By Ralph Romaguera
Early photographers used large windows on the top floor of a building to control the light on the subject. One level of windows were on an angle for the separation of the subject and for the hair light. The large vertical side window was the main light source. Windows were usually facing north to get the beautiful, diffused light. The amount of light and control of the light was accomplished with cloth shutters.
Back in the early 1970s, when I was first starting my business, there was a lab in Dallas that was sponsoring seminars every couple of months by some of the Masters of that time. Monte Zucker was one of them. He was an expert wedding photographer and an expert presenter. From the platform, he demonstrated his “Monte System” which consisted of a Smith-Victor hot light pointed into an umbrella and a Larson silver reflector for the fill side of the face. The Monte system produced a beautiful Rembrandt lighting on his heart-felt poses of the bride and groom.
Romaguera Photography is a hybrid business and we photograph studio portraits in addition to being in the volume school business. For years, we have been working with strobes to get that larger depth of field to make sure the image was sharp. The cameras we used in school work like the Camerez ZII camera were beast and definitely not auto focus like our Canon R6. The newer cameras have “eye detection” and can operate at a much higher ISO. In fact, in the studio, we are working at an ISO of 2500 with no noticeable digital noise.
Today we are using “Nanlite” constant lights on our subjects, sometimes through soft boxes and sometimes through the ‘Level Up’ system. Nanlites are heavily used by the cinematography folks but are great for the studio portrait photographer. While there are a few levels of units, the Nanlite 300 FS is our light of choice. We also use the ‘Forza 60c”’as accent lights.
The first tip of using constant lights is that you must be aware of the ambient light where you are working. If you can, turn off the overhead lighting and/or put some sort of block to the windows. It is imperative that you understand the difference between reflective and incident light readings. By using an incident reading (that’s the dome on the meter pointed from subject to light source), you will get the correct color tone of your subject, regardless of the subject’s skin tone.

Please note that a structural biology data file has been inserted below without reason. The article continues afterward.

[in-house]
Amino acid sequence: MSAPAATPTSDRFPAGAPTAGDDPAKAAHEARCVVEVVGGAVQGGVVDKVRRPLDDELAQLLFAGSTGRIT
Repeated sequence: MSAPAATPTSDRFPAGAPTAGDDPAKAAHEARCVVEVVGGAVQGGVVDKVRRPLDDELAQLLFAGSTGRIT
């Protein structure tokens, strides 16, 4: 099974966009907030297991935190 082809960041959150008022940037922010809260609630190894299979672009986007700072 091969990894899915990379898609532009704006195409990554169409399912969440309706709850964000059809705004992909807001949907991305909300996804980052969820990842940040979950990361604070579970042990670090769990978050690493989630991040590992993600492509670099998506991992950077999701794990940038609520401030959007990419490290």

Yes, you do need a light meter so that you are not guessing about your readings! Depending on the brightness of the ambient light, we sometimes use strobes to overpower the ambient. When we do, we use the Godox 300, a handy but powerful small battery strobe.
There are many reasons to use constant lights. The first reason is, “What you see is what you get!” The next reason is to enhance the eye color. The subject’s pupils are smaller because of the brightness of the constant light. Constant lights are also an easy tool for training purposes. Of course, the next advantage is obvious… the light is constant! In the volume photography world, a photographer is usually hired by the principal upon the recemmendation of the yearbook moderator. One of the primary objectives is to have consistency in the look of his/her yearbook and constant lighting meets that objective.
The LVL UP (Level Up) screens are a new look to an old system. In the 1980s and 1990s, Dean Collins had a system made with PVC piping and material that went over his system. On a personal note, I had the privilege to study with Dean at the Texas School of Professional Photography. The LVL UP system typically consists of four “banner” stands. One is translucent, becoming the main light. Two are reflectors and another is a background.
I usually light from the left, since we read left to right. Therefore, we put the translucent on our left with the one light about 24 to 36 inches from the screen and feathered to the right towards the first reflective screen. The two reflective screens are positioned in a “V” arrangement with the second reflective screen being used as a kicker and separation light. In order to have consistency from one location to another, we had a floor mat made with marks showing exactly where to position the stands, making it easy and repeatable for all the staff.
Another advantage of the LVL UP system is that it reduces eyeglass glare when a student has his/her face pointing directly toward the camera. It also eliminates the student’s reaction to the flash of a strobe. In addition, it is great for schools that have special needs children who may be affected by flashing lights.
The last tool in our studio/school tool kit is AI retouching by SkyLab. In just seconds, it can retouch skin, remove braces, and automatically retouch eyeglass glare.
You have everything it takes to be in the volume business. You probably have the lights and the backgrounds. What you don’t have can easily be purchased for not a large investment. Many of the labs have the necessary software and educational programs to train you.
Whether it’s 1880 in a New York studio, 1970 with Monte Zucker, the 1980s and 1990s with Dean Collins, or 2023 with the LVL UP system, constant lighting through large diffused material can produce some extraordinarily beautiful lighting.
Ralph Romaguera of Metairie, Louisiana, began his photographic journey in the U.S. Navy in 1968. Throughout his career of nearly five decades, he has studied with world-renowned Masters, honing his craft with each lesson learned and has shared those talents with countless others around the world. Learn more about him at www.Romaguera.com.